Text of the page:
“Top business risks in the banking industry” by Vicky Lee-Salas (October 25, 2010)
SUITS THE C-SUITE By Vicky Lee-Salas
Business World (10/25/2010)
Many executives believe that the industry’s heightened focus on risk governance is one of the most positive outcomes of the global financial crisis. Senior management had very little choice but to confront the situation and fundamentally rethink their strategic approach to risk.
Using the findings in the Ernst & Young Top 10 risks for Business report as a starting point (and which have been featured in previous columns), we approached key bank executives with a view towards deepening our understanding of the risks facing the local banking and finance industry. Our discussions revealed some common themes that these industry experts feel are significant to the banking sector, namely: credit risks, market risks, and operational risks.
Credit risk remains on top of the list. Data released by the Bangko Sentral ng Pilipinas reveal that foreign investments reached almost $1 billion from January to July 2010. Foreign portfolio funds also reached nearly $1.4 billion from January to September this year, which is six times higher than the comparative period in 2009. While developing countries such as the Philippines often benefit from foreign investments, huge inflows of capital can complicate macroeconomic management. They push up the value of our currency, boost imports and slow down exports, and promote fast credit expansion which can cause inflation, blow up asset bubbles, and usually leave a pile of bad loans.
Many experts agree that these very same dynamics ultimately caused the 1997 Asian financial crisis. A local bank treasurer cautioned that, with huge inflows of foreign portfolio funds or “hot money”, dollar loans might appear cheaper due to sudden strengthening of the peso. Banks might be tempted to push Foreign Currency Deposit Units loans to borrowers that might not have the capability to manage foreign exchange risk. These and other concerns are raising red flags among bank executives who are hoping that we do not see a repeat of the 1997 debacle.
Even during stable market periods, credit risks have always been an area of concern for bank executives. The threats, however, grow even more critical when compounded by recent financial market volatility. As one bank CFO commented, “Management of credit risk is a key factor in the successful operation of a bank. It is possible for an institution to have indirect exposure through the investments of their clients, such that the collapse of one firm can impact a bank that wasn’t even directly doing business with that firm.”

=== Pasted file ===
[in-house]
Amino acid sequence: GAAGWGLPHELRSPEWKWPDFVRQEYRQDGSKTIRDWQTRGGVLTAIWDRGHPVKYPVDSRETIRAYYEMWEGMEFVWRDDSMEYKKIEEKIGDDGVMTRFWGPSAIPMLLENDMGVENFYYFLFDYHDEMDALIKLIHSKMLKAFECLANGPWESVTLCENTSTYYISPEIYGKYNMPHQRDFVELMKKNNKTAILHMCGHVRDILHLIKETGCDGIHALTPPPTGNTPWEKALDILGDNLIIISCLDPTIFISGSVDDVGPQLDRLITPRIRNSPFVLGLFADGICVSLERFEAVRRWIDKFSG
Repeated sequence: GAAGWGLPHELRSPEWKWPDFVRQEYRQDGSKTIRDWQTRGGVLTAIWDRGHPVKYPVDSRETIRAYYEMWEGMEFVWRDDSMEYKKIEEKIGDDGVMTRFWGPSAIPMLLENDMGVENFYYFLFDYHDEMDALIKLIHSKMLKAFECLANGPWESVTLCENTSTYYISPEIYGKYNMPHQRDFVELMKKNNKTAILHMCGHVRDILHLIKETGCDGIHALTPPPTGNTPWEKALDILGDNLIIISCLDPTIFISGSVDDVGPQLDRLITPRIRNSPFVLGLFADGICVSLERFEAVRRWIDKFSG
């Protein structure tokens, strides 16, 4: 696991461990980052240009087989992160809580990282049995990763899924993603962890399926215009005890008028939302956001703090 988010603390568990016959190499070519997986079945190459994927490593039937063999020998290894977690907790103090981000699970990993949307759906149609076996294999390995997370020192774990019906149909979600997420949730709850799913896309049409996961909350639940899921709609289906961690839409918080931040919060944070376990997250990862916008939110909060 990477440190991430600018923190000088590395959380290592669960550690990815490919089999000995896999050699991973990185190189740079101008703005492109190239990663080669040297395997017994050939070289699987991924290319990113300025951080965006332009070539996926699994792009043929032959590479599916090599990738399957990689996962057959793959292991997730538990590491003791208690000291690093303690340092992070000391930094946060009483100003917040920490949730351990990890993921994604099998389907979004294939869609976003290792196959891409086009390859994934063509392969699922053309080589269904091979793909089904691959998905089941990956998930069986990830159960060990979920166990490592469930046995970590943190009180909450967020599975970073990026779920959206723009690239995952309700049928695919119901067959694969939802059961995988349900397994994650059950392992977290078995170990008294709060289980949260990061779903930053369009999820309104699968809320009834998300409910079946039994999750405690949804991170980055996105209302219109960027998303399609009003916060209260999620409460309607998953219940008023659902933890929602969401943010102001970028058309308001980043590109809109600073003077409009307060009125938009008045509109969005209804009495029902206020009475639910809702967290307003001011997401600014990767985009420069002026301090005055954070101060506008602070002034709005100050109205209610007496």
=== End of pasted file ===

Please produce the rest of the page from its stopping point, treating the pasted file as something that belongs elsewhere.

Making sound credit approval and pricing decisions are even more critical in today’s environment. Philippine banks have been very prudent in their lending practices for the past five years as evidenced by the shift in preference for higher quality government and corporate bonds. With the renewed focus on consumer loans, banks are further strengthening their credit risk management by investing in I.T. infrastructure to support credit scoring techniques, and by hiring credit risk specialist and product controllers.
The extreme volatility of the market is gradually calming down. The contagion effect, however, or the extent of the crisis and the speed with which it swept through the industry, is still very much top-of-mind for most people.
Banks are now working to sharpen their tools and processes to better predict their individual sensitivity to market shocks and volatility. To better anticipate and prepare for problems that may arise, they are also starting to look at supplementing Value-at-Risk measures with stress testing and scenario analysis.
As a matter of fact, many institutions have begun conducting daily or weekly tests on their trading books. An observer commented that it might be good to focus on the correlation between market risk and credit risk, and the advantages of merging these two functions under the supervision of one senior executive.
The industry is also becoming more attentive to the growth of operational risks. Banks, of course, have always managed operational risk. They have always understood the need for tighter controls and lower error rates. However, the heightened scrutiny from the regulators, the new operational risk management framework and measurements required under Basel II, and the sheer difficulty of managing today’s difficult business environment have intensified the focus on operations.
Banks are starting to look at systems and process risks embedded throughout the organization, notably in the areas of quantifying and defining the people, standardizing documentation of processes and controls, improving data gathering, and developing methodologies to quantify risks.
(As of publication, Vicky Lee-Salas is an Assurance Partner of SGV & Co.)
This article was originally published in the BusinessWorld newspaper. It is for general information only and is not a substitute for professional advice where the facts and circumstances warrant. The views and opinion expressed above are those of the author and do not necessarily represent the views of SGV & Co.